An agency may be terminated either by – 1) act of the parties, or 2) operation of law.
By act of the parties: 1. By agreement: An agency, like any other contract, can be terminated at any time by a mutual agreement between the Principal and the Agent. 2. Revocation by the Principal: The Principal is empowered to revoke the authority of the Agent at any time. The agency stands terminated from the time such revocation is effected. Revocation can be express or implied.
a.  In the case of a continuous agency, it can be terminated by revocation only for the future. It cannot be revoked in relation to the acts already done by the Agent. In other words, revocation cannot be with retrospective effect. Reasonable notice should be given to the Agent and also the third parties before revocation. b. An agency, which is created for a fixed period, can be terminated by revocation even before the expiry of that period. However, the Principal is bound to pay compensation to the Agent, even if the authority is revoked after giving notice. 3. Renunciation by the Agent: It is the termination of the agency at the instance of the Agent, when he no longer wishes to continue working as Agent. The Agent has to give a reasonable notice to the Principal of his intention to renounce the agency; otherwise he is liable to compensate the Principal for any loss due to renunciation without notice. Further, if the agency is for a fixed period and the Agent renounces it without sufficient cause before the expiry of the period, he shall have to compensate the Principal for the resulting loss, if any.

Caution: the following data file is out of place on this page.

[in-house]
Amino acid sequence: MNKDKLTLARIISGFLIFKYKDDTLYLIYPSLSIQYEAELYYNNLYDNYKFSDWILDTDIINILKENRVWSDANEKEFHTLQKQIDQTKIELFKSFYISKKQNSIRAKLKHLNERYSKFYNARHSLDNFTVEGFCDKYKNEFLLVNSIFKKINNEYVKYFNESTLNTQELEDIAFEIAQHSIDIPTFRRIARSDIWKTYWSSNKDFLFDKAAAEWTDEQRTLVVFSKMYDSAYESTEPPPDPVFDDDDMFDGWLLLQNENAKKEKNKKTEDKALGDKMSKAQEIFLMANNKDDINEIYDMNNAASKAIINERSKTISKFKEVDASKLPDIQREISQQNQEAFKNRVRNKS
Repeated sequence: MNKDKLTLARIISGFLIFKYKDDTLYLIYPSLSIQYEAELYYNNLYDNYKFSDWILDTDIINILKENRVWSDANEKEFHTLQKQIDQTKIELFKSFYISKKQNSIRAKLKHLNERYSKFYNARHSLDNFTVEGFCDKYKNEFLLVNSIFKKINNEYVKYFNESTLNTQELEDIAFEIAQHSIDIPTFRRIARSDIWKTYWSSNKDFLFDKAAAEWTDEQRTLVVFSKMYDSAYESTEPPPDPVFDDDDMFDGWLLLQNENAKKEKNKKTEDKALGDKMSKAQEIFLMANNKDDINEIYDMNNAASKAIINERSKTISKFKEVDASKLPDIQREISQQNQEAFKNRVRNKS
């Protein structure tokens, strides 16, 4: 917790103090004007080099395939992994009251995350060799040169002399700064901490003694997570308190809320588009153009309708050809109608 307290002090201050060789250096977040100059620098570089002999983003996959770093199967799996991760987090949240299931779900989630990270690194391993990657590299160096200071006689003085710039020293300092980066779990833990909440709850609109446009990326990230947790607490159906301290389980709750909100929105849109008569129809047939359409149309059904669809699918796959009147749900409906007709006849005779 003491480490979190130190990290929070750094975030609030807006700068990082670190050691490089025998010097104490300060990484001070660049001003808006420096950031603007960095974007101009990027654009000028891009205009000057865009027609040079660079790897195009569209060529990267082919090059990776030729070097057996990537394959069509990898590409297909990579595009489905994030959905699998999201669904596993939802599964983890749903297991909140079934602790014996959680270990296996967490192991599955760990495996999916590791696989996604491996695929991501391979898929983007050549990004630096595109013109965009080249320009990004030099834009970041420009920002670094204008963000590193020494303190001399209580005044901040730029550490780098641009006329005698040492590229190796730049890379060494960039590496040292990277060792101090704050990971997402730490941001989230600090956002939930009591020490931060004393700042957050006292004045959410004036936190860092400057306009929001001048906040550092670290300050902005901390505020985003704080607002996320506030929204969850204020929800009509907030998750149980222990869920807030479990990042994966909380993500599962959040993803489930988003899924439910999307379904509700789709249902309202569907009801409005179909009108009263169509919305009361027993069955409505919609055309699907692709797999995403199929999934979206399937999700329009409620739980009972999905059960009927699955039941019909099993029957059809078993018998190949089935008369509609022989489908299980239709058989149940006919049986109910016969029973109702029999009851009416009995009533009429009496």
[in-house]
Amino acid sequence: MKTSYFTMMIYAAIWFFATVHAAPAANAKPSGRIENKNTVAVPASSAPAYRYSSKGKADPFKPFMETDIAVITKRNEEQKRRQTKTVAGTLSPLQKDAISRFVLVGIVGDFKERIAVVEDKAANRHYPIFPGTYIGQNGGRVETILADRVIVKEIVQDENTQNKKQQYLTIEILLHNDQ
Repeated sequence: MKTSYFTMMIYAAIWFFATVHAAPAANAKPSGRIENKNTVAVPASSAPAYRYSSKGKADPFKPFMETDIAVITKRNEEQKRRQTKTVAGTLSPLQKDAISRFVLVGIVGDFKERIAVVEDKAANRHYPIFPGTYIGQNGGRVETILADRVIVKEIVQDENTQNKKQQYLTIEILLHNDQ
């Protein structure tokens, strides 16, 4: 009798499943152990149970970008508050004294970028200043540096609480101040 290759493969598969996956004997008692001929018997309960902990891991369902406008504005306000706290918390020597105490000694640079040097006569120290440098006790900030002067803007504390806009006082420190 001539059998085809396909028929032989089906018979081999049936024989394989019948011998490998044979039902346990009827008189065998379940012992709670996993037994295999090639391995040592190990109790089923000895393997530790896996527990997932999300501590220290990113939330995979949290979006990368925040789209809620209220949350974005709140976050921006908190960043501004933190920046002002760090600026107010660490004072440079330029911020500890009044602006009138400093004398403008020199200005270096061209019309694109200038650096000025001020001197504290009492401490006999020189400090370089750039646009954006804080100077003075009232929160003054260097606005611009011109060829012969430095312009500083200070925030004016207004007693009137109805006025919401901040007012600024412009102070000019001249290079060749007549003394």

By operation of law:
An agency comes to end automatically by operation of law in the following conditions:
1. Completion of business of agency: If the purpose for which the agency is created is served and achieved, the agency stands terminated, e.g.  where an advocate is appointed to appear in a suit, his authority comes to end when the adjudication is complete and the judgment is delivered. 2. Expiry of time: When the agency is created for a specified period of time, the agency comes to end with that period, even though the business or reason for which the agency was created continues. 3. Death of the Principal or the Agent: An agency is terminated automatically on the death of the Principal or the Agent. In the event of the death of the Principal, the Agent must take all reasonable care to protect the interests of the deceased Principal, which were entrusted to him. 4. Insanity of the Principal or the Agent:  If the Principal or the Agent becomes of unsound mind, the agency is terminated automatically. Here also, in the case of insanity of the Principal, the duty of the Agent is the same as in the event of death of the Principal. 5. Insolvency of the Principal: When the Principal becomes insolvent, the agency is terminated. However, the termination of agency on the insolvency of the Agent is at the discretion of the Principal. 6. Destruction of the subject matter: Where the agency is created with reference to a particular property or subject matter, it stands terminated automatically with the destruction of that property. When the Agent is appointed for the sale of a house, the agency is terminated when the house is destroyed by fire. 7. Dissolution of a Company: It is like the death of the Principal or the agent. When Principal or the Agent is an artificial person created only in the eyes of law (such as incorporated companies), the agency is terminated with the dissolution of that company.
8.  Becoming an alien enemy: If the Principal or the Agent is a citizen of another country and the war breaks between India and that country, the contract of agency is automatically terminated, as the continuance of the same is unlawful.


  1. very nice answer......
    thanx a lot..for providing such a beautiful info...

  2. Thanks this information is very useful to me. God Bless.